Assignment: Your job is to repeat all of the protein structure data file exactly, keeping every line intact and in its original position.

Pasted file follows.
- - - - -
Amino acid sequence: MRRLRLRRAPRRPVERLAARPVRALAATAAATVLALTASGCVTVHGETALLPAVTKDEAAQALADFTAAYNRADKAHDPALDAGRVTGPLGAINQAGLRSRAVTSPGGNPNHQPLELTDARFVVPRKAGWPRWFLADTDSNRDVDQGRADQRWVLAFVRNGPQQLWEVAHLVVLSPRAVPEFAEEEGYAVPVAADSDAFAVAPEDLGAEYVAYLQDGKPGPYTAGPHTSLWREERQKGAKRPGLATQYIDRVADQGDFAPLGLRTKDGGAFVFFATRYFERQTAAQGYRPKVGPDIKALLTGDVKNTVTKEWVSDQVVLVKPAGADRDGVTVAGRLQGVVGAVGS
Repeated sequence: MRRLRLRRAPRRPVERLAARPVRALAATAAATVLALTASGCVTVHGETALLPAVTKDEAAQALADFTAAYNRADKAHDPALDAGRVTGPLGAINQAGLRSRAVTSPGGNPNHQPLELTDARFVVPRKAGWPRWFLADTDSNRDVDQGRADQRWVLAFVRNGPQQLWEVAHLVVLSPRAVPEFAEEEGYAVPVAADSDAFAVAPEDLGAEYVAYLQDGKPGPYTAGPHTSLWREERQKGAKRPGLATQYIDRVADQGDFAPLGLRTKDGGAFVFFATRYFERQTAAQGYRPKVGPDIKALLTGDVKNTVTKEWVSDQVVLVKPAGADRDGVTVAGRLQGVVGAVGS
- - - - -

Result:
Amino acid sequence: MRRLRLRRAPRRPVERLAARPVRALAATAAATVLALTASGCVTVHGETALLPAVTKDEAAQALADFTAAYNRADKAHDPALDAGRVTGPLGAINQAGLRSRAVTSPGGNPNHQPLELTDARFVVPRKAGWPRWFLADTDSNRDVDQGRADQRWVLAFVRNGPQQLWEVAHLVVLSPRAVPEFAEEEGYAVPVAADSDAFAVAPEDLGAEYVAYLQDGKPGPYTAGPHTSLWREERQKGAKRPGLATQYIDRVADQGDFAPLGLRTKDGGAFVFFATRYFERQTAAQGYRPKVGPDIKALLTGDVKNTVTKEWVSDQVVLVKPAGADRDGVTVAGRLQGVVGAVGS
Repeated sequence: MRRLRLRRAPRRPVERLAARPVRALAATAAATVLALTASGCVTVHGETALLPAVTKDEAAQALADFTAAYNRADKAHDPALDAGRVTGPLGAINQAGLRSRAVTSPGGNPNHQPLELTDARFVVPRKAGWPRWFLADTDSNRDVDQGRADQRWVLAFVRNGPQQLWEVAHLVVLSPRAVPEFAEEEGYAVPVAADSDAFAVAPEDLGAEYVAYLQDGKPGPYTAGPHTSLWREERQKGAKRPGLATQYIDRVADQGDFAPLGLRTKDGGAFVFFATRYFERQTAAQGYRPKVGPDIKALLTGDVKNTVTKEWVSDQVVLVKPAGADRDGVTVAGRLQGVVGAVGS